C&C 30 Redwing

LOA: 30'  4"        LWL: 21' 9"

Yacht's Name

Au Lieu,

Battlestar Pegasus, 



Hermes - Sophie Frances,


Lady Elaine,

Luna Moth, 




C&C Job #


MMOTGL Accession Number

2001.0066.0451 (1-15)

Designer / Draughtsman

Cuthbertson and Cassian Limited,

Project Manager

Adriaanse, Henri M.

Year of Design



Hinterhoeller Ltd., 

C&C Yachts Limited

Hull Gilbert Model



Cuthbertson & Cassian designed the boat for Hinterhoeller Yachts, who put it into production in 1967 in Canada as the Redwing 30. 

When C&C Yachts bought out Hinterhoeller in 1972 the boat was still in production and was then sold as the C&C Redwing 30. Production ended later in 1972, in favour of more modern designs, with only about 145-150 examples completed 

The Redwing 30 is a small recreational keelboat, built predominantly of fiberglass, with wood trim. It has a masthead sloop rig, a raked stem, a raised transom, an internally-mounted, scimitar-shaped, spade-type rudder controlled by a tiller and a fixed swept fin keel. It displaces 7,650 lb (3,470 kg) and carries 3,630 lb (1,647 kg) of ballast.

The scimitar shaped rudder design was dictated by the proximity of the propeller shaft and the need to reduce rudder pressure. The boat has a draft of 4.50 ft (1.37 m) with the standard keel fitted. The boat is fitted with a Universal Atomic 4 gasoline engine. The design has a hull speed of 6.25 kn (11.58 km/h).

In a 2000 used boat review, writer Karen Larson noted the boat's aesthetics and also wrote: "The Redwing isn't like the rest of the Canadian-built C&Cs that came a bit later and are so common on the Great Lakes ... Only 145 to 150 Redwings were built by Hinterhoeller between 1967 and 1972, before they cast those plans aside in favor of the C&C 30, of which more than 800 were produced between 1973 and 1985 ... Since the Redwing came relatively early in the history of production fiberglass boats, Cuthbertson and Cassian were clearly influenced by the designs of Carl Alberg. The Redwing has the recognizable wooden cockpit coamings and the pedestal-mounted winches. She has that beautiful upswept stern and a narrow beam. At 21 feet 9 inches her waterline is much shorter than her 30 feet on deck would lead you to believe. And space below is tight, as can be expected of all boats with the Alberg look."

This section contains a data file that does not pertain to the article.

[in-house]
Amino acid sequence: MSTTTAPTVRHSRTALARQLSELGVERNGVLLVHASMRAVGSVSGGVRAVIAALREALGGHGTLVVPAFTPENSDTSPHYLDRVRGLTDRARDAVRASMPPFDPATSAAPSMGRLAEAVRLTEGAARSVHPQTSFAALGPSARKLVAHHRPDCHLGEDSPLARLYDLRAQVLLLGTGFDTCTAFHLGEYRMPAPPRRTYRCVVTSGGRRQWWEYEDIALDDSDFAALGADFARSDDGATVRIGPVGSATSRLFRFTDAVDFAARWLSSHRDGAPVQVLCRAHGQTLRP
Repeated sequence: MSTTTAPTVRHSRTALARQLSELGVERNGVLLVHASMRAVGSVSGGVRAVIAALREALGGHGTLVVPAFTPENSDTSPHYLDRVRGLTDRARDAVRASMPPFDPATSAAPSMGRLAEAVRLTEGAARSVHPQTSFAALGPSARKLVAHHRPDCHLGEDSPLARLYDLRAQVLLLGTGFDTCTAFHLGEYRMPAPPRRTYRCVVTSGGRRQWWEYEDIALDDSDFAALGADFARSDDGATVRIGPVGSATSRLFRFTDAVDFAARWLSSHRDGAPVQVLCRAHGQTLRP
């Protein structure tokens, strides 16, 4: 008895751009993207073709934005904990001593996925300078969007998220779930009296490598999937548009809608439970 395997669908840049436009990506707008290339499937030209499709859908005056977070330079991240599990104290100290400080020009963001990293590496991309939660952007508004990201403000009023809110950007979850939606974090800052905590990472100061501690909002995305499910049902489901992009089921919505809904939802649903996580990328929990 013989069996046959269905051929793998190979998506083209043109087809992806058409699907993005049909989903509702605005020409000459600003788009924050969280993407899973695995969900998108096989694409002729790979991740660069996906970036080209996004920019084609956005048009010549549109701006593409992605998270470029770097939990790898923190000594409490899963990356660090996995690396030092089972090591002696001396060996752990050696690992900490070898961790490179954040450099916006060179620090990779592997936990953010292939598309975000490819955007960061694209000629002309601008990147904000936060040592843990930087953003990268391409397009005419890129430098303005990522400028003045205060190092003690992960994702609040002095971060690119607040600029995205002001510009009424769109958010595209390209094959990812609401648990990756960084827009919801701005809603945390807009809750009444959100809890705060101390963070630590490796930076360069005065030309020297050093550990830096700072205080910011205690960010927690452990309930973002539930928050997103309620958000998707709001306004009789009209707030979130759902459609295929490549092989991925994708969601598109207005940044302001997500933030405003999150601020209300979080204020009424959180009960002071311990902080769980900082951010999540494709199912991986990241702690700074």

Reviewer Ted Brewer wrote in 2000: "the Redwing was still very much state-of-the-art when she was designed ... The yacht was able to compete with CCA cruiser/racers of her size and larger and still win more than her share of silver ... she simply gobbled up competitors that rated a foot or so higher under the CCA rule. That is due, in part, to the unusually high ballast/displacement ratio, which keeps her standing up to the breeze despite her modest beam and her generous (by CCA standards) sail area ... In light weather she would still shine, as her short waterline, modest beam, and relatively slack-bilge hull help to reduce wetted surface, the major cause of resistance when the winds soften. Redwing's spade rudder and shark-style fin were also state-of-the-art for the late '60s. Her all-lead outside ballast gave her an edge over many competing yachts ... I don't consider the Redwing 30 to be a true bluewater yacht, due to her lack of a bridge deck and her deck-stepped mast, although I'm sure that many of them have made extensive offshore voyages ... By any standards, she is a classic." 


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